Progress: Further Expansion of Multiple Mini-States

The mini-states idea seems quite good, or at least better than the other ones. It needs a name. Perhaps Contoured Sub-States (CSS, taken already – twice. Oh well).

General Run-time Algorithm
When the program is running, the agent will need to:

  1. Choose its mode: Exploitation or Exploration.
  2. Exploitation
  1. Choose a successful state with the given piece.
  2. Rotate and move the piece to fit in the state properly.
  • Exploration
    1. Choose a random state.
    2. Choose a random rotation.
    3. Choose a random location above the state (out of max 4 locations).
  • Observe the reward and store information.
  • This will require several things:

    • The sub-states are saved.
    • Piece-value numbers need to be saved to those states (7 in total).
    • Within each state, the location and orientation values must be saved for each piece (48 in total).

    This results in each state having 48 extra bits of data affixed to it. Thus giving 16464 bits of data in total. Using the smaller state space (contours: {-2,…,2}) gives 6000. I’d like to start with the contour space of {-3,…,3} first though, and then modify it and check results. Note that only 48 data bits were there, not 55. This is because the 7 state wide bits of data can be gleaned from the 48 lower level bits.

    The performance of 16464 states vs. 6000 states needs to be measured because I am unsure of how long the agent is allowed to ‘think’ about decisions before the piece falls. This is likely explained in the requirements and documentation of the problem.

    A problem with CSS
    Due to the nature of CSS, a problem has arisen. Because it doesn’t look at the whole field and only at a small part of it, lines may not be able to be made in the game, thus netting score. For instance, an agent may only focus on one sub-state and create a large, thick skyscraper of blocks. This won’t help in Tetris, so the problem needs to be addressed.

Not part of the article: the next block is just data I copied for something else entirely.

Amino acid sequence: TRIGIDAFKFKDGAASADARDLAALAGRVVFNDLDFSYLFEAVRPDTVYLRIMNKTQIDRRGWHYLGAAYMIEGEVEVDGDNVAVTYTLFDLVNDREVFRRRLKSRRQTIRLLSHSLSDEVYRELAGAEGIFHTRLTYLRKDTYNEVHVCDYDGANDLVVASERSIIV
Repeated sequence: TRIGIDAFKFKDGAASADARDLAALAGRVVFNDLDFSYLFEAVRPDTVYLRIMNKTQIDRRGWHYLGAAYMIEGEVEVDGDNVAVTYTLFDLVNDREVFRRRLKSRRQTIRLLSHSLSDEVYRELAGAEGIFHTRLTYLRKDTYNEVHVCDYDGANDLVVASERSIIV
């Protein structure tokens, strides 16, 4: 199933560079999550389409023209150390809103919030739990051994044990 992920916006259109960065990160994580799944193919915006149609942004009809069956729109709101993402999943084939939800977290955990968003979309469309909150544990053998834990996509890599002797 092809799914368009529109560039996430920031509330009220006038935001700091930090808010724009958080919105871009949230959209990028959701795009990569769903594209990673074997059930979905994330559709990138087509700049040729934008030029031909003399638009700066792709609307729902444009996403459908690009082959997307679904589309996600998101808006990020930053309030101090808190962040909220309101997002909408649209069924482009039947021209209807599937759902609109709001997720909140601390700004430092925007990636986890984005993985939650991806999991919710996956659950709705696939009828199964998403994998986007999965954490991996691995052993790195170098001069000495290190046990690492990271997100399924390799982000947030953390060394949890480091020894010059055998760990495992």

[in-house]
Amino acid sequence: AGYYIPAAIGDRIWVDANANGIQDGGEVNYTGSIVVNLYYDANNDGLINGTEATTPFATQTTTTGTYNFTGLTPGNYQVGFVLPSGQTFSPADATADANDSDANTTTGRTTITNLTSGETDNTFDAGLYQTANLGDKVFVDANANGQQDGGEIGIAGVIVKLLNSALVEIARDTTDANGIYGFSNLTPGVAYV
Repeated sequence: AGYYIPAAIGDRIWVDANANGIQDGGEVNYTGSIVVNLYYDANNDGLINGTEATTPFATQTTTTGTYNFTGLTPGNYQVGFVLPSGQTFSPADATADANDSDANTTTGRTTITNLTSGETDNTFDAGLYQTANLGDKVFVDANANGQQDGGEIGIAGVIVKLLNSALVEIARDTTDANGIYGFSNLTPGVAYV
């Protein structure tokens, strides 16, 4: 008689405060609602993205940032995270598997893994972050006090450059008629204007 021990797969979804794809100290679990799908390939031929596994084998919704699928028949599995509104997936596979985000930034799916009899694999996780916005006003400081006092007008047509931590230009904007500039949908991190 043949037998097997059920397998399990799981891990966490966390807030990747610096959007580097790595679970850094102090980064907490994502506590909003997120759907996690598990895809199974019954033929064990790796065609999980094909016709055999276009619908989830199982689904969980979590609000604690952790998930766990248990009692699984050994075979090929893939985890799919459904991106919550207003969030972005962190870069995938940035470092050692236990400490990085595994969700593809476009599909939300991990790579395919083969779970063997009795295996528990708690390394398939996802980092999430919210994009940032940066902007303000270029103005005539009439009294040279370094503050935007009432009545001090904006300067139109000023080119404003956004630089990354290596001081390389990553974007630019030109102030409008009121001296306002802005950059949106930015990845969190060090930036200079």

To stop this, states could be ignored if they are too far above the other states. For instance, the first state is recorded. Then the second state, which turns out to be N units above the bottom of the first state (lets use N=4). Then this second state is ignored as a viable state and the next state is looked at. This will not only reduce the state space for the agent to look at (not a big problem) but stop the ‘skyscraper effect’. The same goes for the first state. If it is high and the next state is N units lower, the first state is thrown away. Even if the first 4 states are high, then the 5th low, the first 4 are thrown away. Risky scenario in that situation, but we’ll see the results of it.

    A general Tetris problem
    When the stack gets high, the agent will have less time to move the piece about and rotate it. As the piece drops every time an action is chosen (perhaps even after t time also for slow thinking agents), the agent has limited time to get the piece how it needs to be. Using CSS, the agent could minimise the total number of states it has to look at and only look at the nearest ones given the amount of time for re-orientation.
    Hmmm, that works well. A pleasant side-effect of CSS.